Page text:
PATRIARCHAL THEORY

According to this theory, the state is the natural extension of the family. The early family was patriarchal. Descent in the family was traced through males and the eldest male parent exercised Supreme authority over all members of the family.

MATRIARCHAL THEORY

According to this theory, the early society was matriarchal. The Institution of the family did not exist. People lived in groups. The descent was traced through the mother. The matriarchal society evolved into a patriarchal society which ultimately led to the emergence of the state.

EVOLUTIONARY THEORY

The state is not an invention; it is a growth and evolution the result of the gradual process running throughout the known history of man. It is now commonly agreed that four factors particularly influence the process of evolution of the state.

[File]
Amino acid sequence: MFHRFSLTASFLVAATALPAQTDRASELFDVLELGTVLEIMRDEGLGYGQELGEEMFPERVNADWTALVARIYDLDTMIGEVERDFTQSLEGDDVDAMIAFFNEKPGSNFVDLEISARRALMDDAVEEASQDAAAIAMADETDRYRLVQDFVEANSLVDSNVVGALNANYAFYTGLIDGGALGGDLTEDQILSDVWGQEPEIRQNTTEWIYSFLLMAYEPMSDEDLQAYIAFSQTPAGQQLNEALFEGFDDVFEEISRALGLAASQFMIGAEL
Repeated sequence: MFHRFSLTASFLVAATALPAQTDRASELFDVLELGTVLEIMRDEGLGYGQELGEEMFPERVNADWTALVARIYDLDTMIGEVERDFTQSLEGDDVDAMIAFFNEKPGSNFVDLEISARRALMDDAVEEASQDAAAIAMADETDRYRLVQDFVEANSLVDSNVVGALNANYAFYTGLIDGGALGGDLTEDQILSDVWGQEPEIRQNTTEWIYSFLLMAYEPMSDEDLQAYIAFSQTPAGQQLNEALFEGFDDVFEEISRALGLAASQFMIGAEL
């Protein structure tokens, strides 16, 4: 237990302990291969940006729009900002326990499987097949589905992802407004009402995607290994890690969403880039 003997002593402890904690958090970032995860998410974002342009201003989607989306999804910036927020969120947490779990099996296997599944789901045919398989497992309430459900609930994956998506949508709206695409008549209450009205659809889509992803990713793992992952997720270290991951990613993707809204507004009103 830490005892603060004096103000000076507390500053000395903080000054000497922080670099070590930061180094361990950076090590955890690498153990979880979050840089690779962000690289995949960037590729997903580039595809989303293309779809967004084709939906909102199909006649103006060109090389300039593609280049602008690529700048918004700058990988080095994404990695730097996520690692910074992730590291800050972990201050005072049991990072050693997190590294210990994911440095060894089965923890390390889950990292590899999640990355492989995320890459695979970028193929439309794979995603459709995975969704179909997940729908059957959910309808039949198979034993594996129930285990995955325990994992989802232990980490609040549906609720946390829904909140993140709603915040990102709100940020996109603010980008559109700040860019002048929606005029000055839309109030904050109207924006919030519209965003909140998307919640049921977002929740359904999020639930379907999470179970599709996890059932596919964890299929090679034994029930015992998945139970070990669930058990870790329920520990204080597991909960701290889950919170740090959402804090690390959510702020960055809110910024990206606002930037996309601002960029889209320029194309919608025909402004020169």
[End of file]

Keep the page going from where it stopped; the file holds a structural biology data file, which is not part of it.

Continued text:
KINSHIP

 Whether the primitive form of society was patriarchal or matriarchal, is a subject of controversy but there is no doubt that kinship of blood relationship was the first and the strongest bond of social organization. It was blood relationship that was the fundamental bond of union everywhere in primitive societies.

RELIGION

Religion was another element that welded together families and tribes. Religion was linked with kinship. All the members of the family or group worshipped together their ancestors. It may be said that religion plays an important role in primitive Social Organisation.

CLASS STRUGGLE AND WAR

Class struggle and war were important factors in the origin and development of the state. Reorganization of primitive communities was very simple there was no need for organized forced to maintain unity and discipline.

POLITICAL CONSCIOUSNESS

Political Consciousness was another important factor that contributed to the emergence of political power. It may be described as the innate feeling among men that they have certain aim and objects which they cannot achieve without living under an organized authority.